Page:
League greats react to loss of 'basketball royalty'

Reaction to the death of Boston Celtics Hall of Fame coach Red
Auerbach of a heart attack Saturday at the age of 89:

"Going back to the old Celtics days -- when they first started winning -- I think only Red had the foresight to envision what impact Bill Russell could have on a team. Red worked Russell into the unit that he had established there. They just needed what Red saw as the ultimate ingredient ... the defensive, shot-blocking, rebounding center. I don't know if anyone else could have foreseen that this would or could happen. And then once established, Red kept that team going. And although free agency did not exist ... he kept Russell there for his entire career and they won all those championships. That's remark. No team has ever equaled that in pro sports. Red's impact on the game and on his players was unparalleled." -- Fellow Hall of Fame coach and ESPN NBA analyst Dr. Jack Ramsay.

"Red was the Celtics. I was just a little squirt, but you always felt his presence, even sitting there on wives' row. Everyone knew when he was around. When you walked into his office, it was like you could hardly breathe. He just had a presence that's hard to put into words. I've never been around anyone else with that kind of presence, not to that extent. He was just an off-the-charts human being." -- Dallas Mavericks president of basketball operations Donnie Nelson, whose father Don played for Auerbach.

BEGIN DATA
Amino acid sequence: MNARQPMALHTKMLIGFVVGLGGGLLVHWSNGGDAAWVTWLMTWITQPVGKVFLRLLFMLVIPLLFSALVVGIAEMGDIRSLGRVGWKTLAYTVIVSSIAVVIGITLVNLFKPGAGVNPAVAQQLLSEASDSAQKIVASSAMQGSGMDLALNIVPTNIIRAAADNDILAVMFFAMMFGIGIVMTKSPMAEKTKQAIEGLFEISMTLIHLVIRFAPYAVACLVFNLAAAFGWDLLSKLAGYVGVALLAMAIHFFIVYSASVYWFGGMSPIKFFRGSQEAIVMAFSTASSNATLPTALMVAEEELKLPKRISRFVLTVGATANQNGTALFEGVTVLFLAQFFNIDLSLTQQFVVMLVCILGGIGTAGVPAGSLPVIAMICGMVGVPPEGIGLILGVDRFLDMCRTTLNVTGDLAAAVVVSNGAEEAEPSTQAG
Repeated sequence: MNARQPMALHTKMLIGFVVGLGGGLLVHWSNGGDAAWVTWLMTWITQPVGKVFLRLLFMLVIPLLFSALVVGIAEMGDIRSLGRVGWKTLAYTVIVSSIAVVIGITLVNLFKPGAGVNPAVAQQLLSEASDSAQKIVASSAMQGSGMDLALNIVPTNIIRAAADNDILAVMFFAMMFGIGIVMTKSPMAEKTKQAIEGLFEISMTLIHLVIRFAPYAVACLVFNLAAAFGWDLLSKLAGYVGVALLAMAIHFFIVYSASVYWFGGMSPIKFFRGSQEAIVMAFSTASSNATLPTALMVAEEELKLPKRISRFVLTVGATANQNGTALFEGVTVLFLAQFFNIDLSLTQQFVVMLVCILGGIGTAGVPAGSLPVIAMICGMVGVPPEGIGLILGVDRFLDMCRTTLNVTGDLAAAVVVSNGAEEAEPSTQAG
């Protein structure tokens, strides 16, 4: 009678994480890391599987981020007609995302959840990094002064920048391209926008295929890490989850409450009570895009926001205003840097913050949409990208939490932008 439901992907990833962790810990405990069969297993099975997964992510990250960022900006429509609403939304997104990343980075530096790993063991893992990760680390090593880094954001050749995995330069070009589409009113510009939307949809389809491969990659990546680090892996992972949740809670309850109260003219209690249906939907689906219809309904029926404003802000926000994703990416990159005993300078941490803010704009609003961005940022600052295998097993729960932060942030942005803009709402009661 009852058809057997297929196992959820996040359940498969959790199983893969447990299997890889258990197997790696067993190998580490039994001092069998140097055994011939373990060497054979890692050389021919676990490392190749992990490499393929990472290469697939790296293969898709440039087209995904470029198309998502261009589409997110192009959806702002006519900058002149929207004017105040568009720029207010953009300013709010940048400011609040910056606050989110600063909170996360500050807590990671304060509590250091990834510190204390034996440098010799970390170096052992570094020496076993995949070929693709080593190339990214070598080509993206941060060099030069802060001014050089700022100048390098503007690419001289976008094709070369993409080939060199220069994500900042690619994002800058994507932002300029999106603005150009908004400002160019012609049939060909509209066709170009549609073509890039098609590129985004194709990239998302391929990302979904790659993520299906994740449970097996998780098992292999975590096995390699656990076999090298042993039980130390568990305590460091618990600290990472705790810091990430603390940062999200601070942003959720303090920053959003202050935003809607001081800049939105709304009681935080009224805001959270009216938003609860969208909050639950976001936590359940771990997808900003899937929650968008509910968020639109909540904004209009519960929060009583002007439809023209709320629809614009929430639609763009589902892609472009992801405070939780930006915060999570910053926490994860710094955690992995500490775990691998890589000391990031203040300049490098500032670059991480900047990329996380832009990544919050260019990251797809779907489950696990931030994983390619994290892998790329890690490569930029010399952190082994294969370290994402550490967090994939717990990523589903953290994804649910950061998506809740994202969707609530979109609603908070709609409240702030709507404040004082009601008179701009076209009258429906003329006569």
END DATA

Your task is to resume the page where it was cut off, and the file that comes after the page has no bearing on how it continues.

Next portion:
"I used to go into his office before every game. I remember him saying, 'Paul, we've been on top for a long time, but we're going to stay on top because somebody else is always going to make a mistake to give me the players that will keep us up there.' And it always happened. He was just a brilliant man. When I got to Boston, I was amazed by some of the things the Celtics were doing. Anybody that came to the Celtics had to be a smart player or you just wouldn't survive."-- Ex-Celtics forward Paul Silas, who was acquired by Auerbach, by then Boston's GM.